Pit Boss’ wood pellets are available in a competition blend, hickory, and apple. Most of the time, pellets either come in twenty or forty pound bags, and these are offered as 40 lbs.
The flavor profile of the competition blend is a combination of very mild tartness and a lot of savory and sweet tones. It combines hickory, maple, and cherry hardwoods that offers a very versatile smoke if you aren’t really sure what to use.
The hardwood for these pellets is sourced in North America. They are free from any spray-on scents, glues, or chemicals and they can burn hotter and cleaner than lower-quality options. These pellets are bound together by the natural adhesives in the wood itself, there’s nothing else added in, which helps them burn so cleanly.
Pros and cons
- Great value
- 100% Natural hardwood
- Mix/Blend of several woods
Traeger is one of the most well known in the Pellet Grilling world. As you can expect, their pellets are also economical in comparison to other pellet brands.
These pellets are known to produce less ash than some other options out there. Less ash produced means less ash to clean up afterward. This is because the pellets contain no fillers or additives in them and are made from 100% hardwood. With that said, not much is said about what “filler” woods might be used. A bit of digging through forums tells us that the pellets sold on the east coast use Oak, and pellets on the west coast use Alder. Traeger also isn’t super transparent about how the flavor is infused. From their patents, it appears to be wood oils, like “hickory wood oil.”
Traeger pellets are also noted for burning hotter and longer. This works out great for those longer smokes where you need a consistent temperature for hours on end. Mix this with a smoker that uses a PID controller and you are sure to have a temperature that lasts long and is accurate up to +/- 5 degrees.
They burn clean and don’t harm the environment or your food; they’ll simply add a beautiful smoky flavor profile. The hickory also pairs well with beef, poultry, pork, vegetables, and wild game.
Pros and cons
- Produce less ash than other listed options
- Variety of options to use
- None noted
What to Look for in Smoking Pellets
Smoking pellets come in a variety of flavors and brands. To start this off, I want to get this notion out of the way that you can’t mix and match brands. You can indeed use Pit Boss pellets with your camp chef pellet grill. Brands like Traeger try to get you to buy only their products with strange warranties but rest assured, if you have a Traeger pellet grill you can use any of the food-grade pellets above.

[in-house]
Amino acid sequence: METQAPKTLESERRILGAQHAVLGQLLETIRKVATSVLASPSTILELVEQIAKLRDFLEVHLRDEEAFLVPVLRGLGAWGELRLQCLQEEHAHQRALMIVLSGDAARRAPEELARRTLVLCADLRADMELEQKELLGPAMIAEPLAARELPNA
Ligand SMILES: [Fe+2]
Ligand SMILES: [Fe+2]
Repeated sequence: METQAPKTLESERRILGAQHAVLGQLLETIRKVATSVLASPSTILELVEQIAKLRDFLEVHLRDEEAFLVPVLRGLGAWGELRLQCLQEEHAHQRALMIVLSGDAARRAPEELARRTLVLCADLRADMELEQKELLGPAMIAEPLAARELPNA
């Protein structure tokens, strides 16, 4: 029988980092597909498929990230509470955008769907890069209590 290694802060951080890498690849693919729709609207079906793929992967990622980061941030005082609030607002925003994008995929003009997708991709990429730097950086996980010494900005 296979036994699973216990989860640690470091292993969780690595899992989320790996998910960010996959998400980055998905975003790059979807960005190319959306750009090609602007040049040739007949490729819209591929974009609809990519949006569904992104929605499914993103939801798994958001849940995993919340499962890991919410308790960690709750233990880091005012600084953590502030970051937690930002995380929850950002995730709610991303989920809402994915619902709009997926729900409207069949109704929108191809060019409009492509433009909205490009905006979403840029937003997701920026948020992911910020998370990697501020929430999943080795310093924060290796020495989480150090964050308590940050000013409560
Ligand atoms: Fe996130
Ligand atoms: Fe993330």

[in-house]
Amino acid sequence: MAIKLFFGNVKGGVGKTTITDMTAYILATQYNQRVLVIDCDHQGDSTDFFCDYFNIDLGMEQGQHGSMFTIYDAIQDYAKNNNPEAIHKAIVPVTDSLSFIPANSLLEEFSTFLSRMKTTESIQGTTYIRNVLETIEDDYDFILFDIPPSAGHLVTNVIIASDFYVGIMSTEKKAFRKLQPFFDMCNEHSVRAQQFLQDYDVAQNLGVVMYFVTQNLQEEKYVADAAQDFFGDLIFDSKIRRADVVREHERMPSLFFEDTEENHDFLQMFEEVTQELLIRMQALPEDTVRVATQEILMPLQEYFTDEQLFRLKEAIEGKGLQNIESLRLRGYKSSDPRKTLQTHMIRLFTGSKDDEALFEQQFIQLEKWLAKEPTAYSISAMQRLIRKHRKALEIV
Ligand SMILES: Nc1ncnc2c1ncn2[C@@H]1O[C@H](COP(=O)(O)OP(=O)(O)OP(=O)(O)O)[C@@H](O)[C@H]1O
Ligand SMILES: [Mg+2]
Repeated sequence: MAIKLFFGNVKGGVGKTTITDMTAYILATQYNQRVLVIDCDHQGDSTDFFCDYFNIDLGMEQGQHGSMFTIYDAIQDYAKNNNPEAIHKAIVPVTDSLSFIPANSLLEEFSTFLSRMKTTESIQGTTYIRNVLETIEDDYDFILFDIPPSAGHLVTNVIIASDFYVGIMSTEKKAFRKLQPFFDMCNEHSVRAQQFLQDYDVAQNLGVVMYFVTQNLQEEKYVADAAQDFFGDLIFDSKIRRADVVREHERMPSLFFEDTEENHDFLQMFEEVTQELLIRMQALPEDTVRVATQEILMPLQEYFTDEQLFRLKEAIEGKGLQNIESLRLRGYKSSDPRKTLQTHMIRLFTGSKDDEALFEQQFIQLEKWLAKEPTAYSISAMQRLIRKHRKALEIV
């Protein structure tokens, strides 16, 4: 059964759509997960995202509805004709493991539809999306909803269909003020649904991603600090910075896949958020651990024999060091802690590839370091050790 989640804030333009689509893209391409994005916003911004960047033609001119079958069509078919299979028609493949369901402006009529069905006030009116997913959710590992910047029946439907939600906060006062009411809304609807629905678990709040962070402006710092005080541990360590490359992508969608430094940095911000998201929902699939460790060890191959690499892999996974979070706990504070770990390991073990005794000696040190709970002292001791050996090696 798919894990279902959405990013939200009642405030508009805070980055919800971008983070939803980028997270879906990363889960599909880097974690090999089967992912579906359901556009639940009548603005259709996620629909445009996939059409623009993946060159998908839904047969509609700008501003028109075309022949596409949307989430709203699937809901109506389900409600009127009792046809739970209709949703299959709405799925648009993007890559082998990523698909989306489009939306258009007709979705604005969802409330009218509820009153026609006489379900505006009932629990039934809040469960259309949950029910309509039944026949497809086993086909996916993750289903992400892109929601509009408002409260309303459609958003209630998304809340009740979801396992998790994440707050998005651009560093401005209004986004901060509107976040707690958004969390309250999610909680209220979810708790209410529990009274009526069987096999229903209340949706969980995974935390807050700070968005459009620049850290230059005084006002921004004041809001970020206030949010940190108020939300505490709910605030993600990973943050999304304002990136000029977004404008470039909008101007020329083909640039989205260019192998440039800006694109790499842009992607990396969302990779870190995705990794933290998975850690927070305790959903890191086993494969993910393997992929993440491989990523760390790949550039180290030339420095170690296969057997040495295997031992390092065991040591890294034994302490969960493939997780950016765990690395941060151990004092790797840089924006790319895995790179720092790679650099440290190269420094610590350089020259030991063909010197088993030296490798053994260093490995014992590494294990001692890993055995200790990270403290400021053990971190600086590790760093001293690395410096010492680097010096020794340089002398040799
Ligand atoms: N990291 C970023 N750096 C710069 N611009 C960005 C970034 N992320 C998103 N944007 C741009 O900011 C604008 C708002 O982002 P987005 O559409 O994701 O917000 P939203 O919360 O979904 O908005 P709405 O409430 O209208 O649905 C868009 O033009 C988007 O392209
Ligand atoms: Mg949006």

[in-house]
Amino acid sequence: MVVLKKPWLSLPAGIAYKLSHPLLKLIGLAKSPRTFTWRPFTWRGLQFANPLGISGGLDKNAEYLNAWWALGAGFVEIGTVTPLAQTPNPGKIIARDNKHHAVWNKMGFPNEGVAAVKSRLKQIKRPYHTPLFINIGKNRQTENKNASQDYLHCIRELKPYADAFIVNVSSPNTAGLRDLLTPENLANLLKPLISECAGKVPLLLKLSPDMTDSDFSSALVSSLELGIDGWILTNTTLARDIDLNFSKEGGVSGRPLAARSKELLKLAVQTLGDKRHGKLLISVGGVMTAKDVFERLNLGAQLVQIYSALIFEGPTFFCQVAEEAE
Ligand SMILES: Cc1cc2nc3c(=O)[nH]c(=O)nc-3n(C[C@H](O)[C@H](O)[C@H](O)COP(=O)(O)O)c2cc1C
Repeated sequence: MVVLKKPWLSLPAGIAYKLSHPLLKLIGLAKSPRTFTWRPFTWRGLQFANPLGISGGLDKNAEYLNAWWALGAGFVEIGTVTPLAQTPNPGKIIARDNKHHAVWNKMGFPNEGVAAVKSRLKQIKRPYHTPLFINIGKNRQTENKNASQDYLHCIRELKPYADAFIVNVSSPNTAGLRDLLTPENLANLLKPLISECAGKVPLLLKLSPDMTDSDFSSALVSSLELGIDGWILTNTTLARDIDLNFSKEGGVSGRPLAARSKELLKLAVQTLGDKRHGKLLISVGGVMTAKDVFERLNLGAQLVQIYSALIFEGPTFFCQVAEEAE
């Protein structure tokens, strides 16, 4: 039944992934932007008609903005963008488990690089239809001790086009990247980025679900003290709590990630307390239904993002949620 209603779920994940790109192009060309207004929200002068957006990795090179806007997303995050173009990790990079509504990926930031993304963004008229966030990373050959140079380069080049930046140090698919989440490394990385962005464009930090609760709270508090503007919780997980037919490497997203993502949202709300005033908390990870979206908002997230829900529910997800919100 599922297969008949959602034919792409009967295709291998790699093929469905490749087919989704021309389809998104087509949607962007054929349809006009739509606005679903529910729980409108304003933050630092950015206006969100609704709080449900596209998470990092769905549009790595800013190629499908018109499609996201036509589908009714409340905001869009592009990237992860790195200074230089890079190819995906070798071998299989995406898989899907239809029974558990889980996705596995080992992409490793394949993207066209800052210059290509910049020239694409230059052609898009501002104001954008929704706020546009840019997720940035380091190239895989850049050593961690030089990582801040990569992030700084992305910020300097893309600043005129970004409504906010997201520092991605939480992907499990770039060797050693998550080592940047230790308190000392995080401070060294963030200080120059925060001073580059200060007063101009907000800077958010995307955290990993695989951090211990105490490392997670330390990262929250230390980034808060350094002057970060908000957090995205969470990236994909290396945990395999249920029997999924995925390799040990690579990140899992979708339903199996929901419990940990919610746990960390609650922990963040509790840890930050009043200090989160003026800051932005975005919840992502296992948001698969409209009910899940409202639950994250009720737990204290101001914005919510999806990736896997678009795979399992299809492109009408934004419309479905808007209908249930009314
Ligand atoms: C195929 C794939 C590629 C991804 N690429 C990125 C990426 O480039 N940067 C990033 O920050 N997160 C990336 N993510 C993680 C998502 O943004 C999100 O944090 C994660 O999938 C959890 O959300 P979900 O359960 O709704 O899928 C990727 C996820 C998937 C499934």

What are the Best Flavors to Use?
When people refer to flavors they are referring to the type of wood or wood oils being used to make the pellets. There are a lot of flavors on the market, but the most common are: hickory, apple, cherry, mesquite, oak, and alder. There are also more niche flavors like pecan, turkey, jack daniels, and maple.
In terms of popularity, hickory and applewood are the most popular that are sold. This is because they have a light or moderate smoke that won’t overpower your food. Most people will go for mesquite because history tells us that it’s the most popular, but be warned. Mesquite can impart a strong flavor profile to the point that you only taste the mesquite flavor.
What Flavors Pair Best?
This is up for debate but in general, the following flavor pairings are best.
Oak: Beef, Fish, Baked Goods
Alder: Beef, Poultry, Pork, Fish, Baked Goods, Veggies
Apple: Poultry, Pork, Baked Goods, Veggies
Cherry: Beef, Poultry, Pork, Baked Goods
Hickory: Beef, Poultry, Pork, Veggies, Wild Game
Mesquite: Beef, Poultry, Fish, Wild Game
Maple: Beef, Pork, Baked Goods, Veggies
Pellet Blends vs 100% Flavored Wood
We discussed this shortly when we were referring to Traeger. Other brands also use different types of “filler” woods. When buying something like applewood pellets, or even hickory, they are usually a blend of different types of woods. The most common types of filler are oak and alder. This usually is common practice, but for people with allergies to something like oak they may not want to use a hickory with an oak base.
There are reasons for using oak and alder. If you buy a hickory pellet with an oak filler, they will likely last longer and provide a steady consistent temperature from the oak. This is even noted by customers who state that the Traeger hickory pellets burn at a steady temperature. If you were to use something like 100% cherrywood you’d burn through a lot more than you would hickory.
Chef and Reviewer for Barbequesmoked.com